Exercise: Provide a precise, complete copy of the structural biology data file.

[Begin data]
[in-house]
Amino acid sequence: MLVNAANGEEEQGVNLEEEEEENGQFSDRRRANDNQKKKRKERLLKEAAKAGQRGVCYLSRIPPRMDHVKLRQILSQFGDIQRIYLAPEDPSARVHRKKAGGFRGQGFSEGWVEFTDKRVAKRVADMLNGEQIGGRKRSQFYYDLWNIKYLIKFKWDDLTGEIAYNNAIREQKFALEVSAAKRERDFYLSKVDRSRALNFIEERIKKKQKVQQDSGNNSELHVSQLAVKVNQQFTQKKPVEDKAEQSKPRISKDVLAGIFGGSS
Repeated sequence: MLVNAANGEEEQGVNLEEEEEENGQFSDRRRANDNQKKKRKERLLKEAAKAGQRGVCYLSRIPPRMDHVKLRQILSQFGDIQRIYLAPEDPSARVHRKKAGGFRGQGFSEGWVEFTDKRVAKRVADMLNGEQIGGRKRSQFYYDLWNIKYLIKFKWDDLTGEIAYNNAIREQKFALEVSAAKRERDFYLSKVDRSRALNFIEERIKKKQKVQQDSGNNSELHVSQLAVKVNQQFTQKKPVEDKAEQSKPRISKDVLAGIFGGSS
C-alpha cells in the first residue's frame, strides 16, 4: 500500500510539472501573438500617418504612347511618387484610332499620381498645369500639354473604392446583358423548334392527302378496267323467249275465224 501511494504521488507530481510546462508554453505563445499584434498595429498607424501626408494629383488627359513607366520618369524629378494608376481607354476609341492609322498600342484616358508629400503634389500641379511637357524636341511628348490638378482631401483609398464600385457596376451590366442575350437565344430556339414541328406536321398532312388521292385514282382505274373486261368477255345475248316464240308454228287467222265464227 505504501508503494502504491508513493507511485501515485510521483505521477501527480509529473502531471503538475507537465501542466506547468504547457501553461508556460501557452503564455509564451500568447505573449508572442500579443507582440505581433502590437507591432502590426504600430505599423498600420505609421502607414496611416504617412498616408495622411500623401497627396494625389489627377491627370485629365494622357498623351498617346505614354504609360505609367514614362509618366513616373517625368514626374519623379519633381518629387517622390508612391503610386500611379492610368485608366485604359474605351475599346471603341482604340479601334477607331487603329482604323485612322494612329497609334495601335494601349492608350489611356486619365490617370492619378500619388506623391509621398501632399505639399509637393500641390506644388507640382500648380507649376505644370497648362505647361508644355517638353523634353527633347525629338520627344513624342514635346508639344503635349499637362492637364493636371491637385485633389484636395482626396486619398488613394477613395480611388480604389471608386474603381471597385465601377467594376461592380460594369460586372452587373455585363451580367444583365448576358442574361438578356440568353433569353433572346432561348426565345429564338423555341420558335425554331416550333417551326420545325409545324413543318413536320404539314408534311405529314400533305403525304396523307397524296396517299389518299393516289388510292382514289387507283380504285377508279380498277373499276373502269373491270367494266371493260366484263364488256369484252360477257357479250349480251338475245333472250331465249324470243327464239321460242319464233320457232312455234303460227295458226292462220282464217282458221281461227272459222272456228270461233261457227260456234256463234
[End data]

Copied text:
[in-house]
Amino acid sequence: MLVNAANGEEEQGVNLEEEEEENGQFSDRRRANDNQKKKRKERLLKEAAKAGQRGVCYLSRIPPRMDHVKLRQILSQFGDIQRIYLAPEDPSARVHRKKAGGFRGQGFSEGWVEFTDKRVAKRVADMLNGEQIGGRKRSQFYYDLWNIKYLIKFKWDDLTGEIAYNNAIREQKFALEVSAAKRERDFYLSKVDRSRALNFIEERIKKKQKVQQDSGNNSELHVSQLAVKVNQQFTQKKPVEDKAEQSKPRISKDVLAGIFGGSS
Repeated sequence: MLVNAANGEEEQGVNLEEEEEENGQFSDRRRANDNQKKKRKERLLKEAAKAGQRGVCYLSRIPPRMDHVKLRQILSQFGDIQRIYLAPEDPSARVHRKKAGGFRGQGFSEGWVEFTDKRVAKRVADMLNGEQIGGRKRSQFYYDLWNIKYLIKFKWDDLTGEIAYNNAIREQKFALEVSAAKRERDFYLSKVDRSRALNFIEERIKKKQKVQQDSGNNSELHVSQLAVKVNQQFTQKKPVEDKAEQSKPRISKDVLAGIFGGSS
C-alpha cells in the first residue's frame, strides 16, 4: 500500500510539472501573438500617418504612347511618387484610332499620381498645369500639354473604392446583358423548334392527302378496267323467249275465224 501511494504521488507530481510546462508554453505563445499584434498595429498607424501626408494629383488627359513607366520618369524629378494608376481607354476609341492609322498600342484616358508629400503634389500641379511637357524636341511628348490638378482631401483609398464600385457596376451590366442575350437565344430556339414541328406536321398532312388521292385514282382505274373486261368477255345475248316464240308454228287467222265464227 505504501508503494502504491508513493507511485501515485510521483505521477501527480509529473502531471503538475507537465501542466506547468504547457501553461508556460501557452503564455509564451500568447505573449508572442500579443507582440505581433502590437507591432502590426504600430505599423498600420505609421502607414496611416504617412498616408495622411500623401497627396494625389489627377491627370485629365494622357498623351498617346505614354504609360505609367514614362509618366513616373517625368514626374519623379519633381518629387517622390508612391503610386500611379492610368485608366485604359474605351475599346471603341482604340479601334477607331487603329482604323485612322494612329497609334495601335494601349492608350489611356486619365490617370492619378500619388506623391509621398501632399505639399509637393500641390506644388507640382500648380507649376505644370497648362505647361508644355517638353523634353527633347525629338520627344513624342514635346508639344503635349499637362492637364493636371491637385485633389484636395482626396486619398488613394477613395480611388480604389471608386474603381471597385465601377467594376461592380460594369460586372452587373455585363451580367444583365448576358442574361438578356440568353433569353433572346432561348426565345429564338423555341420558335425554331416550333417551326420545325409545324413543318413536320404539314408534311405529314400533305403525304396523307397524296396517299389518299393516289388510292382514289387507283380504285377508279380498277373499276373502269373491270367494266371493260366484263364488256369484252360477257357479250349480251338475245333472250331465249324470243327464239321460242319464233320457232312455234303460227295458226292462220282464217282458221281461227272459222272456228270461233261457227260456234256463234